In the nearly 15 years since its inception in 1999, Raster-Noton has become a byword (or two) for minimal techno, glitch and experimental electronica. Kangding Ray’s fourth album for the label occasionally borrows from the former, but is otherwise a remarkably warm and straight-ahead electronic album pitched somewhere between dub step and the Chain Reaction stable. It’s miles from albums like Alva Noto’s data-squelching minimalist epics Unitxt and univrs, Emptyset’s harsh brutalism or Ryoji Ikeda’s gristly post-techno. It demonstrates the wide scope of modern European electronica, especially in Germany, where the boundaries of genre and style seem to be crumbling, releasing a myriad possibilities.
As the album’s title suggests, Solens Arc follows a clear progression a trajectory of sorts, coming across as a live show recreated in the studio. Opener “Serendipity March” bears some traces of an earlier Ray (né David Letellier) collaboration with Australian noise/electronic artist Ben Frost, with deep, shuddering bass lines and sombre waves of synth shifting over plodding kicks. It’s swiftly followed by a beat-less 25-second interlude, a leitmotiv pattern that recurs throughout Solens Arc, each lengthy track followed by ambient drones that Brian Eno would approve of. Although none is particularly striking, these segues prevent the variegated tracks that form the album’s core from becoming distractingly eclectic.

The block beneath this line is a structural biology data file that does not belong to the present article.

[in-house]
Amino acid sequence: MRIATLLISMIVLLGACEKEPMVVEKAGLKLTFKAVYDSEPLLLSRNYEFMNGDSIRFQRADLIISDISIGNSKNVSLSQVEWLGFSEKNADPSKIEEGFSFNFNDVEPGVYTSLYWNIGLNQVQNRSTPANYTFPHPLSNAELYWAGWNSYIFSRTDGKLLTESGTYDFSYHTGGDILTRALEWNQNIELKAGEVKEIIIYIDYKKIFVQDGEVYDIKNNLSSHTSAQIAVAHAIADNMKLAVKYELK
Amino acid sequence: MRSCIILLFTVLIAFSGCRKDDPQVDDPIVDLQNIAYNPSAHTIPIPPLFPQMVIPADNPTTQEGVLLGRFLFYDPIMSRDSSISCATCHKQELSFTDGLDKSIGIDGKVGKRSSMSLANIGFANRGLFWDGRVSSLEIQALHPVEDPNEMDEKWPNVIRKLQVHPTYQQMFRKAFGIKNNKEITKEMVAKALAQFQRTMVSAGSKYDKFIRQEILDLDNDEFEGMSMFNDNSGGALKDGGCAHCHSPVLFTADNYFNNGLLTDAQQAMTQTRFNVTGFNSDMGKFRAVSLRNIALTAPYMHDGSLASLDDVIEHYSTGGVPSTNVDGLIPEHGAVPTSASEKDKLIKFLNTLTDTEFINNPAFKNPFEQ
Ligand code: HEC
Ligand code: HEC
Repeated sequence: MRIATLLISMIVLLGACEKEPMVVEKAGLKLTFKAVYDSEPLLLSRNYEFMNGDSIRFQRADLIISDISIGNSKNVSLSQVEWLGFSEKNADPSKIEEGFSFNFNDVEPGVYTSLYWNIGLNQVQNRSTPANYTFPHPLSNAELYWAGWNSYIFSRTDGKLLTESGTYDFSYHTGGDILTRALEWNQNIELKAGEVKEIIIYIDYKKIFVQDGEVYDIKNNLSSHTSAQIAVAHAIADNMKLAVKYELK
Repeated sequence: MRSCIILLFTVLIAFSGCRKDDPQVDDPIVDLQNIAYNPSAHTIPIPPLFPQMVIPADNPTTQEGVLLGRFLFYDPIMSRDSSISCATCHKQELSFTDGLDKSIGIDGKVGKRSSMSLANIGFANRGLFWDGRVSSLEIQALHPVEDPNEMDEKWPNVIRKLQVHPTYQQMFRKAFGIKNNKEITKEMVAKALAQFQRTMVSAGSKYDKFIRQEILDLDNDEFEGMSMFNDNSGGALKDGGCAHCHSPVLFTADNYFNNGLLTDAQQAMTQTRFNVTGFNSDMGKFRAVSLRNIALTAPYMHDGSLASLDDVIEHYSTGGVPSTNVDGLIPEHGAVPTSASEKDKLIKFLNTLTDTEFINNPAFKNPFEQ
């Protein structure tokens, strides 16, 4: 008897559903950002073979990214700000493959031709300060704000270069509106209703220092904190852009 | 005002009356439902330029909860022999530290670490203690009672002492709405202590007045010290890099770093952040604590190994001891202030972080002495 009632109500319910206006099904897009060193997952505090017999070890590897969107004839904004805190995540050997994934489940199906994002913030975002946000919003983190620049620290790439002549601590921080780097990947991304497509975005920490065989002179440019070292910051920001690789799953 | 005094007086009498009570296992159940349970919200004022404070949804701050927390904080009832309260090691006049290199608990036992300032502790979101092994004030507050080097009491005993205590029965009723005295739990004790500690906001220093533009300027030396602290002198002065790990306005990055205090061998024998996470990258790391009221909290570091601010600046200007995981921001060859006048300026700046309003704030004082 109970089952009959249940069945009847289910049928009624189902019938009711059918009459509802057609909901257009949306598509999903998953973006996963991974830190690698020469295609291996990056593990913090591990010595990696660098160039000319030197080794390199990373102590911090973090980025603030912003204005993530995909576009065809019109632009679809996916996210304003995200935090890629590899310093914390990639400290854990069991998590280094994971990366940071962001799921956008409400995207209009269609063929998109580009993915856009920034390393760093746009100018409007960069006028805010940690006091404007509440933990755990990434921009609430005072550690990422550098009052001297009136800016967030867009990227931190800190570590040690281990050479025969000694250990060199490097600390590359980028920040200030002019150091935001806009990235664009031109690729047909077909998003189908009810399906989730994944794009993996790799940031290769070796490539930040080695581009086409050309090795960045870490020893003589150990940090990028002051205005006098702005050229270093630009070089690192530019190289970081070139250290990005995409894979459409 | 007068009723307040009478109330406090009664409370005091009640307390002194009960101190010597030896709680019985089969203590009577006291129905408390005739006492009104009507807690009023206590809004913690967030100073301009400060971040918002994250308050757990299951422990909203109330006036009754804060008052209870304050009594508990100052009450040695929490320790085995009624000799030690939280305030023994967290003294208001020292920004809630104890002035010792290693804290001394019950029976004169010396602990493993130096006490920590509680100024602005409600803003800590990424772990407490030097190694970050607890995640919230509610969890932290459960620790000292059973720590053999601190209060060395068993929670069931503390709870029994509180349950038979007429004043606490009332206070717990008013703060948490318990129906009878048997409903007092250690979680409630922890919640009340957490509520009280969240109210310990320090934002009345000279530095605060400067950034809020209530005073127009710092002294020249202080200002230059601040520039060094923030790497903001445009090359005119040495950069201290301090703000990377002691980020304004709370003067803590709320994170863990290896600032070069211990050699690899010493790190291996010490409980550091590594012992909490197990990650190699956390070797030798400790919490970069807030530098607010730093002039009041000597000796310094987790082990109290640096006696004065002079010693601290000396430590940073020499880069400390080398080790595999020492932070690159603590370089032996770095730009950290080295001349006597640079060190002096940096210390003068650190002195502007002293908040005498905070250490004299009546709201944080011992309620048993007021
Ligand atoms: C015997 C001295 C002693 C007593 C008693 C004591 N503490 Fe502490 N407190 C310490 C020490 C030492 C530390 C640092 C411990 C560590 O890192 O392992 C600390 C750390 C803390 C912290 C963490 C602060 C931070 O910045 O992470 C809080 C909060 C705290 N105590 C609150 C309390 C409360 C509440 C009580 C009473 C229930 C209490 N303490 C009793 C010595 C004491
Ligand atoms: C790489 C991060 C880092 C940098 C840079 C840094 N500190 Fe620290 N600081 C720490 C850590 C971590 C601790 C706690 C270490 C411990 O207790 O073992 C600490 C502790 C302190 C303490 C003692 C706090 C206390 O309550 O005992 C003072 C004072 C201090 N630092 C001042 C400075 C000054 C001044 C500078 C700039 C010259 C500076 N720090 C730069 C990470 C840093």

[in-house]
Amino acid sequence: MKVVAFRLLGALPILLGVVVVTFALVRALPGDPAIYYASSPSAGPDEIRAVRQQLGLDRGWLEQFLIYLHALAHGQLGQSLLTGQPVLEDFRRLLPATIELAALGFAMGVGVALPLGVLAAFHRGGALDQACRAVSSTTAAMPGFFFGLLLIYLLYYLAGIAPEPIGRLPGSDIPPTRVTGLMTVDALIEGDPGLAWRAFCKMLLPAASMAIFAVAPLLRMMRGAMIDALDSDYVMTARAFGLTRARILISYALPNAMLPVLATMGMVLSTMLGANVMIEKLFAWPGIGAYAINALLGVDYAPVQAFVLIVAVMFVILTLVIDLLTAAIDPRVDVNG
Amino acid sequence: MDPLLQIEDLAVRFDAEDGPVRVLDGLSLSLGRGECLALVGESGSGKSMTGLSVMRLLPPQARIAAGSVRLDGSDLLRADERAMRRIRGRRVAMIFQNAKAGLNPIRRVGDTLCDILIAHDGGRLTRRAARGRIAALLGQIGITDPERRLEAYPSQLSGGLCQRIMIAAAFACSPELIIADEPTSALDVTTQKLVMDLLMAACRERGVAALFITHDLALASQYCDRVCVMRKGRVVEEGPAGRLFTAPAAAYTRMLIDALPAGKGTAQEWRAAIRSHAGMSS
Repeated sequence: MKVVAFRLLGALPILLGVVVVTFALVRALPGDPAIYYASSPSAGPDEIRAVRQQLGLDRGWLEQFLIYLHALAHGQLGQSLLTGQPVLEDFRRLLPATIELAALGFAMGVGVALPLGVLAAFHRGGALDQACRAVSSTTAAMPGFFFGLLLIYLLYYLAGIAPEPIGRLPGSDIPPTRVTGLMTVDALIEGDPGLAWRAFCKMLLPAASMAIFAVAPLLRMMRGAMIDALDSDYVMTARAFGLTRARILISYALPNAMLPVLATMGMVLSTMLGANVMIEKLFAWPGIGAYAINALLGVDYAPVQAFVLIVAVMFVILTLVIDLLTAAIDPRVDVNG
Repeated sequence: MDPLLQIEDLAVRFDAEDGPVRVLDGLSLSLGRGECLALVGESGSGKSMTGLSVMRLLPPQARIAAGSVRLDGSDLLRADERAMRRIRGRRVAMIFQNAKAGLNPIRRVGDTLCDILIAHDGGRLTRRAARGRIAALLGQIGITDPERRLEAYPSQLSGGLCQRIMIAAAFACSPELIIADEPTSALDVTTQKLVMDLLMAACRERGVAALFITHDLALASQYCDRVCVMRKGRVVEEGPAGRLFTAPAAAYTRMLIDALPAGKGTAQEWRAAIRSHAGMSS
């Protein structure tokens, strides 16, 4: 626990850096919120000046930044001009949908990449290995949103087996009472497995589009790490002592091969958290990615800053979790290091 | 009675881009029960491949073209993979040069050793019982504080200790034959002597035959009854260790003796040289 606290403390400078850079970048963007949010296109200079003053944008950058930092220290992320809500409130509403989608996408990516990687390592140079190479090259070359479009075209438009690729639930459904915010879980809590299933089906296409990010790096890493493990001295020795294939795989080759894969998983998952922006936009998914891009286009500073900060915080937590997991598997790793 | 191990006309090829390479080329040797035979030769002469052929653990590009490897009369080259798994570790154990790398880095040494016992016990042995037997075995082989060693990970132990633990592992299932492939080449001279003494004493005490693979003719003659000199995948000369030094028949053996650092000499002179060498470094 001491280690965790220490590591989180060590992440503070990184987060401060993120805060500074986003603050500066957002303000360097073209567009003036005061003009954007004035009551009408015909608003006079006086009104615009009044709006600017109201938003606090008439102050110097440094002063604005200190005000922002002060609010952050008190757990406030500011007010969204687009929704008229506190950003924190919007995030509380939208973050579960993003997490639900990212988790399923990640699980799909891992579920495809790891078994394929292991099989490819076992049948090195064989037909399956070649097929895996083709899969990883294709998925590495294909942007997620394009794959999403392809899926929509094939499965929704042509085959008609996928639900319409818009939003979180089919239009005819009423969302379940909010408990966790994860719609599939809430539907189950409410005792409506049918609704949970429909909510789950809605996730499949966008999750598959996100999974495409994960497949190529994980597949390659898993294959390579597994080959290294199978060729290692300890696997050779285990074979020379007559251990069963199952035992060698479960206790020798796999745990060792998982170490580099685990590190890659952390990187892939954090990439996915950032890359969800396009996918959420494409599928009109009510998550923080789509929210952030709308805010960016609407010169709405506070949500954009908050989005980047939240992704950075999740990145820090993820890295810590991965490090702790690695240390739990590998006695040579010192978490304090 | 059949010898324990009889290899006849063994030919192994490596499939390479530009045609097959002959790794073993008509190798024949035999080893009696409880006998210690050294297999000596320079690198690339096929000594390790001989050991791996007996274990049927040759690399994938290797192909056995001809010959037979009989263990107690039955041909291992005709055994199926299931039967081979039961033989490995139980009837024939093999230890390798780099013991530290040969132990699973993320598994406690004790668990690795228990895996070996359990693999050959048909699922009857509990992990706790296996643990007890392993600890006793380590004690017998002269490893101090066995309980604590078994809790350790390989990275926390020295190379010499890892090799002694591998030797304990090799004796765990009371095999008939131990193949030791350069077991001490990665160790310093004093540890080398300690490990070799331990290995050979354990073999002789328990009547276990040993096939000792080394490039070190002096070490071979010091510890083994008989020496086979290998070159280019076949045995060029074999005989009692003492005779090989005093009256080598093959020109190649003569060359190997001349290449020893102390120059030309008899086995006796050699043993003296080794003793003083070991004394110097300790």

If Solens Arc is a representation of Ray’s live shows, then I can only recommend you catch him when he’s next in town. “Evento” blasts relentless groovy minimal techno, falling somewhere between The Field and Porter Ricks, its repeated snare snaps propelling a haze of lush synthesizer patterns and hypnotic muted bass. “Blank Empire” resembles post-dubstep Londoners like Zomby, Actress and the recent Burial EPs. Even more intensely brooding is ‘Amber Decay’, on which Ray lays down pulsating deep grooves amid a storm of crackle and hiss, bringing to mind Raime’s bleak industrial soundscapes. “History of Obscurity’”’s see-sawing synth line feels practically disco, although allied to grimly monotonous beats and drenched in reverberating levels of echo.
By casting his net so wide, Kangding Ray’s diverse craftsmanship occasionally causes Solens Arc to meander aimlessly, the segues failing to cover over the jarring shifts in style. But when Ray hits the nail full square, he produces some of the most lushly-crafted and infectious dubstep/IDM/minimal techno (label it as you prefer) I’ve heard in a good while. As a listening experience, Solens Arc feels uneven, but in a club it must bloody well rock.